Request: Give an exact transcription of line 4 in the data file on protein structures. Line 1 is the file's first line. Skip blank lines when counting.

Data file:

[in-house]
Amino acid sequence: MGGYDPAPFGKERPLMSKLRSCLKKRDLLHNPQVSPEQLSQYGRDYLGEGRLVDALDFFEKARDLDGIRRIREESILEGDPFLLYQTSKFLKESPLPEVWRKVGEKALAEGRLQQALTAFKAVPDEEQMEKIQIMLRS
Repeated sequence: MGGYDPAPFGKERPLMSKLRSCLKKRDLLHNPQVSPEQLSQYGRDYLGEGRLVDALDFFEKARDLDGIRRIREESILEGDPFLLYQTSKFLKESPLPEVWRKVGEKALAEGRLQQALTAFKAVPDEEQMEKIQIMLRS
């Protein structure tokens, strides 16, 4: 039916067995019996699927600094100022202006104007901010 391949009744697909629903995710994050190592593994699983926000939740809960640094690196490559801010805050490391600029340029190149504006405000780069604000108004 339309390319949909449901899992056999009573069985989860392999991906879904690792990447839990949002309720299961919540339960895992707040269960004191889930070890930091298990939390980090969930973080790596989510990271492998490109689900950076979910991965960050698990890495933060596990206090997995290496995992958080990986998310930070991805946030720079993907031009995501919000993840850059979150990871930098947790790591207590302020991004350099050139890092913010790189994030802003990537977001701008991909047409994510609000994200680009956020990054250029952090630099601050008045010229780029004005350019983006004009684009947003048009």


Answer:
């Protein structure tokens, strides 16, 4: 039916067995019996699927600094100022202006104007901010 391949009744697909629903995710994050190592593994699983926000939740809960640094690196490559801010805050490391600029340029190149504006405000780069604000108004 339309390319949909449901899992056999009573069985989860392999991906879904690792990447839990949002309720299961919540339960895992707040269960004191889930070890930091298990939390980090969930973080790596989510990271492998490109689900950076979910991965960050698990890495933060596990206090997995290496995992958080990986998310930070991805946030720079993907031009995501919000993840850059979150990871930098947790790591207590302020991004350099050139890092913010790189994030802003990537977001701008991909047409994510609000994200680009956020990054250029952090630099601050008045010229780029004005350019983006004009684009947003048009």